In the Hollopeter lab, we study molecular mechanisms of clathrin-mediated endocytosis in multicellular organisms using the nematode Caenorhabditis elegans as a model. Eukaryotic cells use clathrin-mediated endocytosis to internalize and recycle receptors and their bound ligands, and to maintain membrane size and composition. Adaptor proteins, such as the Adaptor Protein-2 (AP-2) clathrin adaptor complex, help mediate endocytic events by binding to incoming cargo on the cytosolic face of the cell membrane and to a protein called clathrin. Clathrin proteins polymerize and help shape the membrane into a cargo-containing pit that is eventually budded off the membrane inside the cell as a clathrin-coated vesicle. In the cytosol, AP-2 is in an inactive state with its binding sites for the membrane, cargo, and clathrin hidden. These become exposed through a conformational change when AP-2 is activated at the plasma membrane. Using C. elegans genetics, in vitro biochemical methods, and microscopy, I am working towards gaining a better understanding of the proteins and enzymes involved in this activation and inactivation of AP-2.

Gwen BeachamHollopeter Lab, BMCB Class of Fall 2015
Aaron Joiner

From: Beloit, WI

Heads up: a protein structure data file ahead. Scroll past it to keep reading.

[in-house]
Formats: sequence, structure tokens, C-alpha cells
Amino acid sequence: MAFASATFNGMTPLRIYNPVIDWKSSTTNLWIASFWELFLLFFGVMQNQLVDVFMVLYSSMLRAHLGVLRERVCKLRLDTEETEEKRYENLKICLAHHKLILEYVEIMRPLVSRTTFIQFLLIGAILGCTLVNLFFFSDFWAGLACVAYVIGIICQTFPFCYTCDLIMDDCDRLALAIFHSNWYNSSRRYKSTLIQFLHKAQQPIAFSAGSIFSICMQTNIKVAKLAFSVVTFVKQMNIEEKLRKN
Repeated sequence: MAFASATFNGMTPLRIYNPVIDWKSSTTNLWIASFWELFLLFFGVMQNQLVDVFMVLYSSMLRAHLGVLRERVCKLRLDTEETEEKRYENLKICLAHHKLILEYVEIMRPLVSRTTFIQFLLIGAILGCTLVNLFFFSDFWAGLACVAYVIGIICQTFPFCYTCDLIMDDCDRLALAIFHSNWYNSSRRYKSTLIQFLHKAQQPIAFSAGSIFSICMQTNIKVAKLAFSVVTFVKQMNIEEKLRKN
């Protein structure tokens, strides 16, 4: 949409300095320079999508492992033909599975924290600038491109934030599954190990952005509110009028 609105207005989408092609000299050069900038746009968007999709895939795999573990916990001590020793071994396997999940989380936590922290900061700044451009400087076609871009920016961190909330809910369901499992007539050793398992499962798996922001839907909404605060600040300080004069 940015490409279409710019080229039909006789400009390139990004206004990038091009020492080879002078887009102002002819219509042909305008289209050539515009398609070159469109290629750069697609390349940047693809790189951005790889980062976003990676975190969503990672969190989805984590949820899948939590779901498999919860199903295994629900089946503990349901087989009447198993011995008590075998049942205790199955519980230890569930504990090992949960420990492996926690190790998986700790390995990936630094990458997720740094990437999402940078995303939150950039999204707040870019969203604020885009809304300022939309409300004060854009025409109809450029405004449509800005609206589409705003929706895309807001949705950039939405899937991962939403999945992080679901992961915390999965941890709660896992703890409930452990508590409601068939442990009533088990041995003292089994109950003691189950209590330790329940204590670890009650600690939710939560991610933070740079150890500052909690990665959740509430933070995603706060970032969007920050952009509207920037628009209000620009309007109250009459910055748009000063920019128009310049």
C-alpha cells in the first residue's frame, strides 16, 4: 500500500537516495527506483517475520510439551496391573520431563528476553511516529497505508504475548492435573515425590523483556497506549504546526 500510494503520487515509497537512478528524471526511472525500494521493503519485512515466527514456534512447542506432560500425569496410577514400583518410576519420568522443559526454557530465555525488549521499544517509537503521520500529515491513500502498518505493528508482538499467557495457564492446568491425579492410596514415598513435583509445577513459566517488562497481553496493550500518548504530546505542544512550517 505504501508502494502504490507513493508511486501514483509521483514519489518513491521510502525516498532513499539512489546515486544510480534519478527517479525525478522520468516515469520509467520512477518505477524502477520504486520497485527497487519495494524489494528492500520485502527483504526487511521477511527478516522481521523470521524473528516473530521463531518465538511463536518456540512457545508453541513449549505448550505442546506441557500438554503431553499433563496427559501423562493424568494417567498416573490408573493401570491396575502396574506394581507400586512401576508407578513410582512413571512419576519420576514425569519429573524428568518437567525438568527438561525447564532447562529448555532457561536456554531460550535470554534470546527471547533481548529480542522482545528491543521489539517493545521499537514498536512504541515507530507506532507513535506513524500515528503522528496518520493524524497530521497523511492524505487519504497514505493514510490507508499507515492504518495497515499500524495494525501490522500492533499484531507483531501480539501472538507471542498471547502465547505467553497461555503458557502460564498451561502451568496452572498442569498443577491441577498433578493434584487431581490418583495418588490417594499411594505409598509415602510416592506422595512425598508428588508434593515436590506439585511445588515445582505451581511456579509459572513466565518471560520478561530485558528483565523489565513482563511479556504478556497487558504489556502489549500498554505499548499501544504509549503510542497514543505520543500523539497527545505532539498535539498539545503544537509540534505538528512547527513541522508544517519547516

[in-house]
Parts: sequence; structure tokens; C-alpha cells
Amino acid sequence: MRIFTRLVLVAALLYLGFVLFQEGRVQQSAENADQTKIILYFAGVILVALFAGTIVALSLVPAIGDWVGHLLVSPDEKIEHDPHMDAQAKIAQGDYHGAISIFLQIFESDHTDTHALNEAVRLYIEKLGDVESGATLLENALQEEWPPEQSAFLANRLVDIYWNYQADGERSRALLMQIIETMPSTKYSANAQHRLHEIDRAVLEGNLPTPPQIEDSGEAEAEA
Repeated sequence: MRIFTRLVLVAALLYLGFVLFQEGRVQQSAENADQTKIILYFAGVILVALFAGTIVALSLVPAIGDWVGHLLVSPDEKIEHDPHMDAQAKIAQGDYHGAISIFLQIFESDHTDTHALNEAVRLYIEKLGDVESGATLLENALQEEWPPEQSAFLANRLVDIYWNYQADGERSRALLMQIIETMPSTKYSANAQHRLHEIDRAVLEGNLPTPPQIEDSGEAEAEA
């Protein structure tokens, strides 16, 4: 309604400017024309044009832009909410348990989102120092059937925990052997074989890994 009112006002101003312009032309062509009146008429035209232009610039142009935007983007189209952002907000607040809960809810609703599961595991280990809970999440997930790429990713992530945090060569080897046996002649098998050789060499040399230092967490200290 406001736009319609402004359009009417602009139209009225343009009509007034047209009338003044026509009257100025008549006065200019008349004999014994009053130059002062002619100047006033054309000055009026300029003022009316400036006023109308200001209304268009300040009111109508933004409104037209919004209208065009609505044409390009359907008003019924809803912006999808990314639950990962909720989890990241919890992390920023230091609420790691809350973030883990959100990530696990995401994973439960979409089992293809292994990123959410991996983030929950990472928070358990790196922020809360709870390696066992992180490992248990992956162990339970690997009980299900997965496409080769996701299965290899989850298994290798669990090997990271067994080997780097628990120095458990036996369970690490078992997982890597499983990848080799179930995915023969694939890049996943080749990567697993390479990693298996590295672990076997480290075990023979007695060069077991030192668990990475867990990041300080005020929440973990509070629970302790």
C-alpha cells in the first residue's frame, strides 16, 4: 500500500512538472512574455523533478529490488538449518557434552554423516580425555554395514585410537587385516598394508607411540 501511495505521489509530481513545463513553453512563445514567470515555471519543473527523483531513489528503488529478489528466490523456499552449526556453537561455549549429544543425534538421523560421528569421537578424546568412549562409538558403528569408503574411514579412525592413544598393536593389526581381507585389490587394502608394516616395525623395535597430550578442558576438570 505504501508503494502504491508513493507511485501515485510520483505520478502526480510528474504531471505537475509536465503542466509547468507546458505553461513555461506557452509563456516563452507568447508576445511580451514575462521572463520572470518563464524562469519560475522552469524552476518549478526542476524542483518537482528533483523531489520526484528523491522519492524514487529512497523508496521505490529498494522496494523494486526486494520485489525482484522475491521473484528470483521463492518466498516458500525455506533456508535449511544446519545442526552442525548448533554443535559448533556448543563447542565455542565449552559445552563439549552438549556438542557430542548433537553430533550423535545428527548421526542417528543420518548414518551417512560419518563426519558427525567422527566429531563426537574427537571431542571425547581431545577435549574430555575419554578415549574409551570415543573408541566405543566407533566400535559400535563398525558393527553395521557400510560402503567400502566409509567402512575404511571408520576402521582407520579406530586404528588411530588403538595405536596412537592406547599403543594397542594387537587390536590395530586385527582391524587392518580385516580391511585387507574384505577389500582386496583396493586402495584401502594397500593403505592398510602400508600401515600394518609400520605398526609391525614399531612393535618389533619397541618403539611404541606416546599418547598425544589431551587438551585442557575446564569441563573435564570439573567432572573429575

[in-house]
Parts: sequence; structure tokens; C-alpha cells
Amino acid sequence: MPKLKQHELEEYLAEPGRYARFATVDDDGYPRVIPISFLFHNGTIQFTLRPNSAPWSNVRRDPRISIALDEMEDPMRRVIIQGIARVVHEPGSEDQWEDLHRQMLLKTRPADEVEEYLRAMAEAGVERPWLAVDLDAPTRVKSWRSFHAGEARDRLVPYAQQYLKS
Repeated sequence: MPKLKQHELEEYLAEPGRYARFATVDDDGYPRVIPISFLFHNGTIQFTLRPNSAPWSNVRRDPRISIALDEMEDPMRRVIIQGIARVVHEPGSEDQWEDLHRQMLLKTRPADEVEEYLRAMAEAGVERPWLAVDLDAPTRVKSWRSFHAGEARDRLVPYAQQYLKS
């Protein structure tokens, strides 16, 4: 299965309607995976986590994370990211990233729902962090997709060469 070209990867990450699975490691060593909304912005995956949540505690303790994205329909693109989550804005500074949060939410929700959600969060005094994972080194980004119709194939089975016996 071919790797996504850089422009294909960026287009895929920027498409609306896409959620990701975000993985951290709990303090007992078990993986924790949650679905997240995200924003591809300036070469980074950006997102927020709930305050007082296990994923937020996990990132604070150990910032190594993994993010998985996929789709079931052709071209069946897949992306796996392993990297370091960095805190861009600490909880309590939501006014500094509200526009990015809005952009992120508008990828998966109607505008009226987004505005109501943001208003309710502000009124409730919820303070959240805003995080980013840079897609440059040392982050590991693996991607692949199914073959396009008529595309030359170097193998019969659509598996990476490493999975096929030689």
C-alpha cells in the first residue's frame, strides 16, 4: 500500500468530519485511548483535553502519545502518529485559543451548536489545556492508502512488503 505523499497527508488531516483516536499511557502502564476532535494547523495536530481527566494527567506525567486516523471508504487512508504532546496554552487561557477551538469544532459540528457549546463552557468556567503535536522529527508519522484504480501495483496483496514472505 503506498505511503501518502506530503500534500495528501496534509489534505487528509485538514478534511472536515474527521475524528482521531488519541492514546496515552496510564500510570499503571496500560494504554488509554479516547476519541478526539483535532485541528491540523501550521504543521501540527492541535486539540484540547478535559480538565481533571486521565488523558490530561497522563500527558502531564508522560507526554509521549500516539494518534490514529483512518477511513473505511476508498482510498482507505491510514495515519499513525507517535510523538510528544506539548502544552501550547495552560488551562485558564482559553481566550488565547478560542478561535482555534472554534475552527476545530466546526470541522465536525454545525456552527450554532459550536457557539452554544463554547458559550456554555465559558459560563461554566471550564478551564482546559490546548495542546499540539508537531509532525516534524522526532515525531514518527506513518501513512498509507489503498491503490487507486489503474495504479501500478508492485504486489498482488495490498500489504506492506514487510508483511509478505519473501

Undergraduate: Beloit College, BS in Biochemistry

The BMCB program was a great fit for me because 1) it provided me with the opportunity to explore my research interests before joining a lab, 2) the NSF writing course for first-year students was extremely valuable and unique, 3) the NIH-funded BEST program continues to give me opportunities to explore potential careers outside of academia, 4) Ithaca, NY is a beautiful town that has a phenomenal running/cycling scene.

About my research: In the Fromme lab, we are interested in understanding several proteins that regulate trafficking events at the Golgi complex using a combination of fluorescence microscopy, x-ray crystallography, and various biochemical approaches.

Aaron JoinerFromme Lab, Class of 2014
Alise Muok

From: Stockton, CA
Undergraduate: UC Davis, BS Biochemistry and Molecular Biology